Introduction: and intelligent interfaces that can be

Introduction:

Everyone wants everything. Minimum lead
times, instant quotations, well-functioning pricing mechanisms, easier
documentation, impeccable demand forecasting and so on and so forth. A Lean, agile
or even a le-agile supply chain is the order of the day. But with its scope so
huge, not only in length but also in breadth, there is little transparency and
visibility in how the industry functions. Forecasts are made on guesstimates,
inventory is planned based on those forecasts, logistics are planned according
to how the inventory is managed, all this and so much more now spans all across
the globe. With all of the modules involved in this multi-billion-dollar
industry intertwined, there is little structure and logic to how things work. There
is a glut of data present in the industry which needs to be structured to be
used and make sense of. Processes that can be automated and intelligent interfaces
that can be developed. With the advancement of technology and emergence of new
players, there have been huge efforts bring organization to the supply chain
industry and speed up the processes involved. Going digital is the way forward
and in this article, we take a look at how technology is revolutionizing and
impacting the whole supply chain and logistics industry. We analyze cloud
computing technologies in the supply chain and solutions in the market to get a
sense of how digital SAAS supply chain operates and eases the industry pain
points.

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Reports:

It is extremely important to
leverage digital technologies in order to improve efficiency of digital supply
network. Accenture and the World Economic
Forum reports that
there is $1.5 trillion of value at stake for logistics players and a further
$2.4 trillion worth of societal benefits as a result of digital transformation
in the coming years (World Economic Forum, 2016). According to MHI’s 2017 annual survey on next generation supply
chains, 80% of respondents believe that the
digital supply chain will be the predominate model within the next five
years—with just 16% saying it’s happening today (Deloitte, 2017). Similarly, a 2016 survey from Capgemini found that 50% of those surveyed see
“digital transformation” as “very important,” yet only 5% were very satisfied
with their progress toward it.

Integrated planning and
execution, logistics visibility, procurement 4.0, smart warehousing, autonomous
and B2C logistics, prescriptive supply chain analytics etc. are some of
important areas of digital supply chain and supply chain is at the center of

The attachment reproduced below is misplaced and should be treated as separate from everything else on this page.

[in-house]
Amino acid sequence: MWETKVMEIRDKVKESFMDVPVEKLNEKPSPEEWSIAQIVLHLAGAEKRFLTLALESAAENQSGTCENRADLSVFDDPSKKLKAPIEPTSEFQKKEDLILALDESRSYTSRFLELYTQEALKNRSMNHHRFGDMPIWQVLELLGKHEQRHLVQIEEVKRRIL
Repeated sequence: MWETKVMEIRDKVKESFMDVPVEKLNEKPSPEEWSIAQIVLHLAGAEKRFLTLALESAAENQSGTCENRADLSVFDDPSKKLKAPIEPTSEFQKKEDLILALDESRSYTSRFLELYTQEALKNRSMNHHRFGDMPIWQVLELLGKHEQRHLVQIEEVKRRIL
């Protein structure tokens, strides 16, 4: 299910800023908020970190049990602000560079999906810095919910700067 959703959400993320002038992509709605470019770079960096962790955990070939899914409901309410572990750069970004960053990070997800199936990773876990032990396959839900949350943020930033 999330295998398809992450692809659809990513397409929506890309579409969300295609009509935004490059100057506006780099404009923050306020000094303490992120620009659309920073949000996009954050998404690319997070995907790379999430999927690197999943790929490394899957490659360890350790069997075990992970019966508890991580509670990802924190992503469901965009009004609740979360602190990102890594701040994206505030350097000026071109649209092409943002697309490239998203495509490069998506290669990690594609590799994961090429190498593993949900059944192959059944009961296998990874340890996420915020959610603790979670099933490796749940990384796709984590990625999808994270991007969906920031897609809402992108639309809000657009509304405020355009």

the digital enterprise (Stefan Schrauf, 2016). Paper based supply chain
documents are increasingly being replaced by Electronic Document Management. Some companies are taking an
environment friendly steps, Capgemini provides digital supply chain expertise
in green logistics and carbon footprint reductions.

Analytics:

The growing tsunami of data is a boon to
businesses in the digital age. Limitless oceans of data, often reflecting
customer experience as it happens, have the potential to remake supply chains.
To put data growth in context: the world’s total digital data volume, which is
doubling every two years, stood at 4.4 zettabytes (trillion gigabytes) in 2013
and is projected to reach 44 zettabytes by 2020. (EY, 2016) With such amount of
data generated it is imperative for the players in the industry to understand
and utilize this opportunity. Supply chain analytics, be it descriptive,
prescriptive or predictive has become an integral part of the industry. Diagnostic analytics are used for root cause analysis (RCA),
online analytical processing (OLAP), and what-if analytics. They are commonly
applied for RCA of supply chain performance and data visualization. Prescriptive analytics allows optimization of transportation routes, factory scheduling
and inventory. Stochastic and deterministic optimization are both considered
prescriptive analytics functions, as is rapid re-planning optimization. Predictive analytics and machine learning
provides a platform to make utilize it to make decisions. Today, companies are
using different kinds of neural networks for predictive analysis. Different
time-series stochastic models are being built to analyze customer preferences
and forecast sales and other parameters to plan for the everchanging demand.

Financial data, demand data,
product data, manufacturing data, inventory data, weather, traffic, track and
trace data etc. are inputs for prescriptive analytics which helps in answering
the questions such as: What will be the effects of decision or situation? How
can an organization make a particular target to happen? Prescriptive analytics
help to predict scenarios at very minute levels of details. It helps to predict
the effect of shifting to a new supplier on product quality or even it can help
to decide whether introduction of new autonomous machine would increase safety
on the warehouse floor or not. The degree of detail to which companies can
predict the future depends entirely on the ability of companies to bring
together all the key elements of supply chain into an integrated whole. 

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